These high percentages were in part designed to compensate for the fact that in 2014 Boeing changed the pay structure so that managers no longer get paid for overtime.
  The executives’ reported compensation totals for 2014 include stock grants that cannot be turned into cash for several years, as well as increases in the value of the pensions they’ll receive upon retirement.
  Actual compensation realized during last year — equivalent to “take-home” cash — omits those future amounts. It replaces those figures with stock vested in 2014 from grants in previous years, as well as stock options exercised during the year.
  In these terms, Conner’s “take-home” cash is greatly reduced by the $8.5 million he received in stock that hasn’t yet vested and comes to just under $6 million.
  McNerney’s “take-home” cash for the year, bolstered by the $14.5 million in bonuses that were paid immediately, is listed in the filing as $23.3 million.

Dominic Gates: 206-464-2963 or

  For the long term blood-letting (destruction) of a company nothing works better than giving “Management” stock; this is the gift that keeps on destroying. Say the “Company” gives the CEO, COO and CFO a combined offering of 100,000 shares (not unheard of) and the “Company” has a quarterly dividend of $1.52 that gives these three individuals $152,000 to split every 3 months or $608,000 a year that is not being used to fund everyone else’s pension or health care or shore up the “Company”. If these three individuals receive 100,000 shares year after year for 5 or 10 years you have a very serious financial drain on the “Company” $1,824,000 by the second year, $9,120,000 paid by the end of year 5 and a whopping total of $33,440,000 paid out after 10 years. This blood-letting will continue year after year until the “Company” goes bankrupt.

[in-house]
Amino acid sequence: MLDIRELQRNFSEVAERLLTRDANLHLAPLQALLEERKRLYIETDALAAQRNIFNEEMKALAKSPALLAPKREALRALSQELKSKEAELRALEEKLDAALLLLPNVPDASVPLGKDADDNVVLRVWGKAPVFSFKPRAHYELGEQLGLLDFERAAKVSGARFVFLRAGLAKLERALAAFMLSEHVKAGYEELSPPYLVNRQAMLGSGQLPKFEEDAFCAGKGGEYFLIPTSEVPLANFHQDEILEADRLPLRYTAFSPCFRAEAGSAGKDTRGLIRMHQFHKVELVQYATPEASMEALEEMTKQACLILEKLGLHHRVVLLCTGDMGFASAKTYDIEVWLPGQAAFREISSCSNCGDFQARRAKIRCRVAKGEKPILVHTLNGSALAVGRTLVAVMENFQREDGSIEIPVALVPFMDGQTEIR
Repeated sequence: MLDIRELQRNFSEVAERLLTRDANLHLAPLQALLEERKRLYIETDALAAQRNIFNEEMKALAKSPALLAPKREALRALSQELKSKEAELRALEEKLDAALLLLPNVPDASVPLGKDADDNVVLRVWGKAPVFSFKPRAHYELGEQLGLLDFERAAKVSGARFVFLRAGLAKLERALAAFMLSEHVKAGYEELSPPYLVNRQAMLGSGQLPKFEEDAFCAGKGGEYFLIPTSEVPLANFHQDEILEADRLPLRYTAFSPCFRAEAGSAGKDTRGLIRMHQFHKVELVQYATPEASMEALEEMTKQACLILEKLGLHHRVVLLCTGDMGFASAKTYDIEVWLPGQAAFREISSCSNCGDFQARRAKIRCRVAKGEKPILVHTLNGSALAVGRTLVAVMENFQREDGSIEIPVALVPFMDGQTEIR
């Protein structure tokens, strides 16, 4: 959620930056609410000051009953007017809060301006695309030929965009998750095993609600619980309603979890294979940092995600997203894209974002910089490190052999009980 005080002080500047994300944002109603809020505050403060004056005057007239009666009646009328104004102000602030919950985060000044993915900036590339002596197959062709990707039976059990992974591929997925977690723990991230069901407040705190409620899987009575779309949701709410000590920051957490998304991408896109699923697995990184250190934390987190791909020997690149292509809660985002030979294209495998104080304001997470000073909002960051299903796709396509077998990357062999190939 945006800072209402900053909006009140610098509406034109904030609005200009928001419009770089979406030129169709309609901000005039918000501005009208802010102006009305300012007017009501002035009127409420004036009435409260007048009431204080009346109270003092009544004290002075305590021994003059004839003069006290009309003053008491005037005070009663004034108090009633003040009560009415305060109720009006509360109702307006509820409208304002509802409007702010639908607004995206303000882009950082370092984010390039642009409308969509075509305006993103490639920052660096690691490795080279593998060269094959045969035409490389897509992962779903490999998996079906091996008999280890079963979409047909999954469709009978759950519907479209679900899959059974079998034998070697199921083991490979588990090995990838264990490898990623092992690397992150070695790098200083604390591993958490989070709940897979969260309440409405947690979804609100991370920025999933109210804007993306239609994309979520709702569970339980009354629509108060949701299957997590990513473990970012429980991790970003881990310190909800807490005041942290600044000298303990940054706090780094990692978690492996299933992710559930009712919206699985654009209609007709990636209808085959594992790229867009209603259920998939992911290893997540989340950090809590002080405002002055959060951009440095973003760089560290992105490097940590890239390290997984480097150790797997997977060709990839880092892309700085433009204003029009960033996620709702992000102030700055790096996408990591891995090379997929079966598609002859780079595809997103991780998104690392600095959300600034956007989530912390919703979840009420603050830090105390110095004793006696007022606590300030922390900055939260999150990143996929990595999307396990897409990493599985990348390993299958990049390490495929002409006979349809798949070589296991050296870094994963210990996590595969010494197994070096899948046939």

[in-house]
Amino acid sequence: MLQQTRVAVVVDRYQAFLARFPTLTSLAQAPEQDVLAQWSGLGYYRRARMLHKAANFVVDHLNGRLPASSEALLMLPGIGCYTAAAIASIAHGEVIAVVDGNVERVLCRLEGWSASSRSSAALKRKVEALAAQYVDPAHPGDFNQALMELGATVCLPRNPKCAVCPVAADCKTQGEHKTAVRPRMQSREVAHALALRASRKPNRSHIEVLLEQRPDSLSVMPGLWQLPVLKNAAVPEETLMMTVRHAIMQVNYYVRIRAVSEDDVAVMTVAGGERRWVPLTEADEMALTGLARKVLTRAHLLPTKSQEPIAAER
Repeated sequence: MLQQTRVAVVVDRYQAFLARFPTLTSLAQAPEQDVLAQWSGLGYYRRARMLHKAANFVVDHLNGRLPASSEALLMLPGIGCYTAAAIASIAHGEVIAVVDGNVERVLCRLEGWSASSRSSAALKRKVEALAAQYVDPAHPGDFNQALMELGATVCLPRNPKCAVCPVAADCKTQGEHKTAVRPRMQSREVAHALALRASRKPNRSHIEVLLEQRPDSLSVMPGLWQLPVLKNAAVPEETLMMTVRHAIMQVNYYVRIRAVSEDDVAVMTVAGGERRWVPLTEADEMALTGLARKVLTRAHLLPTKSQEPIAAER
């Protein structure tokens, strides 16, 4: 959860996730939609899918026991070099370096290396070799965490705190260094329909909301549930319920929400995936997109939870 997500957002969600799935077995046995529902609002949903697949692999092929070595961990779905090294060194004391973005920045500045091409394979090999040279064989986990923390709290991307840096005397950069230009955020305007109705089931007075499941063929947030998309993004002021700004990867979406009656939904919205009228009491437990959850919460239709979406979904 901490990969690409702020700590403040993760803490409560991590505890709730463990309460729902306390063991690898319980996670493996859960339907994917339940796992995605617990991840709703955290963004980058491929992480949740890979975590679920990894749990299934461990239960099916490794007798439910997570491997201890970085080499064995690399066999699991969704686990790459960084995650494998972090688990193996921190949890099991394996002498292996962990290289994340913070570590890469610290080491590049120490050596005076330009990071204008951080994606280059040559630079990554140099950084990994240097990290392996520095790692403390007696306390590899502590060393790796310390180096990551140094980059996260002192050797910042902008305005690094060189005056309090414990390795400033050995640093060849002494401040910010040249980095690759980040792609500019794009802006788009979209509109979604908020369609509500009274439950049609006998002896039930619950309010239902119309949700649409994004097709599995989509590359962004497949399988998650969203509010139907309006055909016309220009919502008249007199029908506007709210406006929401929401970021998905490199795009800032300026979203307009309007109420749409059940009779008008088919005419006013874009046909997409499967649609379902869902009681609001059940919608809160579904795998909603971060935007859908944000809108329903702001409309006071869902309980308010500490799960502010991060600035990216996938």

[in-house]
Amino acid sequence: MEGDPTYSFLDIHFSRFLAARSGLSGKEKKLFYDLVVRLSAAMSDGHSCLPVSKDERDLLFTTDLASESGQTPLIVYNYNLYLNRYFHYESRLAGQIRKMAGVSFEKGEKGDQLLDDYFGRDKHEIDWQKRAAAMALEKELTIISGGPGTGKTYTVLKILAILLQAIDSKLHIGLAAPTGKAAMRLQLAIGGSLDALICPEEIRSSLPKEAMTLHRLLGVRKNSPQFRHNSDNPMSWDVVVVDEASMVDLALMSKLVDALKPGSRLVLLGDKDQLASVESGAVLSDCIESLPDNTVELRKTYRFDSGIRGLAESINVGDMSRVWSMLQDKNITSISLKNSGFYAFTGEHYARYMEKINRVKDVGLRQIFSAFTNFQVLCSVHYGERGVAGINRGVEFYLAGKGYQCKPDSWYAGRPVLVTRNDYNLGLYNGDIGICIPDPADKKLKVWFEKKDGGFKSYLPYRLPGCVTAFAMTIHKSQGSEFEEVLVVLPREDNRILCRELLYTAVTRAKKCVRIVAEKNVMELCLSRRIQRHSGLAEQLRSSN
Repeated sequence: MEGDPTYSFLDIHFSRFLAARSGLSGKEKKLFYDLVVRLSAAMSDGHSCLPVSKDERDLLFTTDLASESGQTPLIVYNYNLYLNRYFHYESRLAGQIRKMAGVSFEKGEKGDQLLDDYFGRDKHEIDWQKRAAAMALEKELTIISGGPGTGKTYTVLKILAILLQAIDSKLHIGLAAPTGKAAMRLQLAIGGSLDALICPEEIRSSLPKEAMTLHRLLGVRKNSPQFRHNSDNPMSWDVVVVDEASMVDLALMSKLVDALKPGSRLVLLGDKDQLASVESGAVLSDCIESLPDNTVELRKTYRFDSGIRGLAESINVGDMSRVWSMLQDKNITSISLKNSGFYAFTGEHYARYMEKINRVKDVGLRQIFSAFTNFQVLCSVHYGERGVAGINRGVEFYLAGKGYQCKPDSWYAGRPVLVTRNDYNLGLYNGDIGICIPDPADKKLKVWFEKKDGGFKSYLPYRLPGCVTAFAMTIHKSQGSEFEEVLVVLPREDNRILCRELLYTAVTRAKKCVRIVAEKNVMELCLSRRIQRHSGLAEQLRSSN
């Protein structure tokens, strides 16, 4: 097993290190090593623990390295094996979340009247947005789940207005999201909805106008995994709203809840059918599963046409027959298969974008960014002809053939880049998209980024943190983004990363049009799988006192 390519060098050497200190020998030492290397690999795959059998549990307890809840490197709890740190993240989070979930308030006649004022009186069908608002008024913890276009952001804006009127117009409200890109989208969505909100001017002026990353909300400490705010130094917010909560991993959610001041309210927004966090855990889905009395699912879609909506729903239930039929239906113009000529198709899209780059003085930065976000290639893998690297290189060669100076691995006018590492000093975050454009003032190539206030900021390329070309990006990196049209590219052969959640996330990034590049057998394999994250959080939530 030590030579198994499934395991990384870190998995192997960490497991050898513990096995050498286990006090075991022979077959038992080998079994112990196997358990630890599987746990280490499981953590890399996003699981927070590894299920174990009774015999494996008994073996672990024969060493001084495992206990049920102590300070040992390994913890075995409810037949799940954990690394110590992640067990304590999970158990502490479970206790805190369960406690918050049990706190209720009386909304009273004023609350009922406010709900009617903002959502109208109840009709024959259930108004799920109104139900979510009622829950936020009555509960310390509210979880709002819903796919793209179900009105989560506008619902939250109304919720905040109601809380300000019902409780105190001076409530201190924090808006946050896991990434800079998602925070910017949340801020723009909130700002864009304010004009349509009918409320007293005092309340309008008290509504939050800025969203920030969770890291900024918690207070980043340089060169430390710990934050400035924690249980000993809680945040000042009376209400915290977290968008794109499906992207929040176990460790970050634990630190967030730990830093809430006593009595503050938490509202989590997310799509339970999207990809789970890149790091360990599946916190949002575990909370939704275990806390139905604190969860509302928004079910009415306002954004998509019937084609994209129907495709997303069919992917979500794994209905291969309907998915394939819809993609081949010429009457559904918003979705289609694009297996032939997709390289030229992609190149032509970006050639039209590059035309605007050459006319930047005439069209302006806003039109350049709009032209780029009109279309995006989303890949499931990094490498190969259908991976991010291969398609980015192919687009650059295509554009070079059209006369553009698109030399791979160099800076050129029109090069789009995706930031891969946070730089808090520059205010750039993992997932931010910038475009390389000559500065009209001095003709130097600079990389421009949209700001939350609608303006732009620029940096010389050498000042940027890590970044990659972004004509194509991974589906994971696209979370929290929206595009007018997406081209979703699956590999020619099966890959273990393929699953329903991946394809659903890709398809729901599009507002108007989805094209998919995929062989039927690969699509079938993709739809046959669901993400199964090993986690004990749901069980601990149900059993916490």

Shares - Total

Dividend Paid Yearly

Total Paid Out
Year 1 to 10



$  608,000

$   608,000




$ 1,824,000




$ 3,648,000




$ 6,080,000




$ 9,120,000





















  If those 3 individuals stay 10 years and than leave, they or those who inherit their shares will split $6,080,000 yearly forever. Now bring 3 new people in and repeat; that is why the company worker will never get ahead, those working at the company will pay forever or until the company is bankrupt.
  For the “Working Class” this was not taught in your “Economics” class, but that is how the worker becomes a liability to the “Elite”. When the “Company” can no longer afford to feed the “Elite” their dividend check; “Management” has to find a way to maximize profits, one simple method is to off shore jobs. Foreign workers cost less, have little job protection, little to no pension liability and little to no medical coverage so they are not the “actuarial” problem to the dividend check that an American worker is/was and until the American worker is reduced to a third world country employee they will continue to be an accounting problem.